We need to revisit what used to make “Outstanding lessons”, outstanding. In my opinion and maybe looking through rose tinted spectacles I think it was because of a few very colourful truths, the core multihued ingredients of good teaching and learning.

o   The vibrant red of the “Invitation to Learn” – It is all too easy to forget the amateur status of our pupils in juxtaposition to the professional status of the teacher. We get paid to be here – they don’t; we chose to be here in this very setting every day – they don’t, they are sent to us and only rarely would choose to come on a voluntary basis; we decide on the learning for the day – they don’t; and so on it goes. The fact is that the onus to make our lessons engaging, to capture the pupil’s spirit and to make learning compelling is on our shoulders as teachers. We have no right to expect our pupils and students to engage because we say they should or the curriculum dictates that they must. Therefore our invitation to learn, our opening gambit and our follow through of exciting challenging activities in lessons which entice learning from our pupils must be our first step. I know it’s obvious but all too often because of either a lack of training or real understanding of how children learn our NQTs and RQTs have been fed on a smorgasbord of target setting and target getting and all at a cost to creativity and understanding the science of teaching and learning. Data and understanding the sub level relationship between parts of the curriculum are important but so is our understanding of the physiology of learning, what makes us want to learn, what makes our blood pump faster when learning, what makes us have a heightened awareness of our own abilities, all of this knowledge is lacking in some of the new breed of teaching staff. Does asking a child what level they are on tell you if they are aware of how and why they learning in a particular way?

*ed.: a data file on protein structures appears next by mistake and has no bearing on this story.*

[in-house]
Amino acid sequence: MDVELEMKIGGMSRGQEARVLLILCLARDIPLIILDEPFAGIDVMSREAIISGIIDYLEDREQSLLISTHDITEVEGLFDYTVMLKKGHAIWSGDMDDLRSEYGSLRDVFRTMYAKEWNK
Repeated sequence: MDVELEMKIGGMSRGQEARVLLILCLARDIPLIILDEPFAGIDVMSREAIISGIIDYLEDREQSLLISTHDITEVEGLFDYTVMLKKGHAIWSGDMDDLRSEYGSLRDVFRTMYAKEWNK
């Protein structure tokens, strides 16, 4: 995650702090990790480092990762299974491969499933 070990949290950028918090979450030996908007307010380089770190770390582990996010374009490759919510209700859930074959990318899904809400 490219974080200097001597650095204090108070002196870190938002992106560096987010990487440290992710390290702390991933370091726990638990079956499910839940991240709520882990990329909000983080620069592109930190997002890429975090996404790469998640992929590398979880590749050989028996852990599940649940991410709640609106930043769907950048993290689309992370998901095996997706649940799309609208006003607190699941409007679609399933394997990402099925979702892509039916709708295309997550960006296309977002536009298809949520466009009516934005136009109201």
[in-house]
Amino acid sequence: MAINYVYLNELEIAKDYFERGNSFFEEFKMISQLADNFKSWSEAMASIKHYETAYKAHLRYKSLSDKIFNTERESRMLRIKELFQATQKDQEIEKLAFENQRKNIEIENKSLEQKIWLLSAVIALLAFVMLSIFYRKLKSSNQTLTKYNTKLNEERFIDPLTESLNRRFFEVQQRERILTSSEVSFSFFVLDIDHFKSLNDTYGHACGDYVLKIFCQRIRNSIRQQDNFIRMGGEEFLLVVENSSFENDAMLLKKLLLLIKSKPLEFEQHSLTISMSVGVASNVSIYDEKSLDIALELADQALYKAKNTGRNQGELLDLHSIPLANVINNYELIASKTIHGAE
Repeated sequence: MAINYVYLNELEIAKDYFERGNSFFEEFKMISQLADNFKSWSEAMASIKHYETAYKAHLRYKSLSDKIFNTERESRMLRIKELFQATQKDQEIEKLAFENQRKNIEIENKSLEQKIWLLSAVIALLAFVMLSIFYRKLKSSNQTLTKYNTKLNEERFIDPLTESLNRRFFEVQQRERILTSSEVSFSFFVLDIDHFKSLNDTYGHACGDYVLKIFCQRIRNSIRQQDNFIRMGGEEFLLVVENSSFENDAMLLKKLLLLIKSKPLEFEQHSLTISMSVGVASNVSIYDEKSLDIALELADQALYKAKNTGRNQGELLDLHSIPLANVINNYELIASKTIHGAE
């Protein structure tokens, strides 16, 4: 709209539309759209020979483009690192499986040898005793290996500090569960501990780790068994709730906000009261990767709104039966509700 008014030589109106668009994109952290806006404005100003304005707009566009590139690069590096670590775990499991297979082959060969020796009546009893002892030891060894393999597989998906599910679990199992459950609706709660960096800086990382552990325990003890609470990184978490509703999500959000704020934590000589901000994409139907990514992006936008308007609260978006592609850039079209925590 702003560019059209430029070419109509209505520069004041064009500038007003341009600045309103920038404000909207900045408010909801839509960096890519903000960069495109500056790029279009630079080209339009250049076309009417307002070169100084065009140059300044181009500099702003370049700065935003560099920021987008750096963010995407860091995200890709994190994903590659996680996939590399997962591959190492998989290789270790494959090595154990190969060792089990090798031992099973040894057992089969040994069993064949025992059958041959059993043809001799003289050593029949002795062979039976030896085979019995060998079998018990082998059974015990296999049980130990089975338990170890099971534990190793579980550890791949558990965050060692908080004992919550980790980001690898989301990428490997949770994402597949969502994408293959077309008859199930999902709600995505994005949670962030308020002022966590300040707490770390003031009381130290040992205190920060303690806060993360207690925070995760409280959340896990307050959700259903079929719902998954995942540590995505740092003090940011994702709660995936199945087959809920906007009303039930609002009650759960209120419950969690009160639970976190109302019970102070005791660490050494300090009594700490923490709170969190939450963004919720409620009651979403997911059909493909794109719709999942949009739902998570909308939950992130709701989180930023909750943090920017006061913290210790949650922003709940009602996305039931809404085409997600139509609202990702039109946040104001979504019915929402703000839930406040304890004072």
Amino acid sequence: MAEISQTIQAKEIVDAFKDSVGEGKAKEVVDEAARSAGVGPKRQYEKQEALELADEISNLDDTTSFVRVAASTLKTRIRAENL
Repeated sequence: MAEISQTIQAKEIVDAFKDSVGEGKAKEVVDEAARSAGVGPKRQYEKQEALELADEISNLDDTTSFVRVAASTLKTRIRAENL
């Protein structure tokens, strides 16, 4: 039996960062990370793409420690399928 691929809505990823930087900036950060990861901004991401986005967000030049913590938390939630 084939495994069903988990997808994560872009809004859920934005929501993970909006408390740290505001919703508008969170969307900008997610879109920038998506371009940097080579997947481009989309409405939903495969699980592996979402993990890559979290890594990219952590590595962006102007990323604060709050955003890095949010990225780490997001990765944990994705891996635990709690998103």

o   The contrasting but invigorating slate grey of “Success at the edge of failure” – The first time a marathon runner completes a marathon it’s the exhilaration of completion that they feel not the muscle fatigue of completing twenty-six plus miles of staggering endurance. Being taken to the edge of failure, the precipice which suggests we will not complete what we need to complete and then overcoming it takes effort and courage but the rewards, mainly found in our own psyche, are unimaginable. This is what real progress looks like in a lesson, taking a child to the edge of their learning but making sure they have the tools to extend even further. This is what makes the “best of the best” in every walk of life so good at what they do. They trust their trainer, observe strict dietary rules, and train for short bursts of energetic input and sustained, tenacious spells of endurance. They enjoy overcoming the challenges which prevent them getting too close to the edge of failure; they touch the grey but never the black of disaster.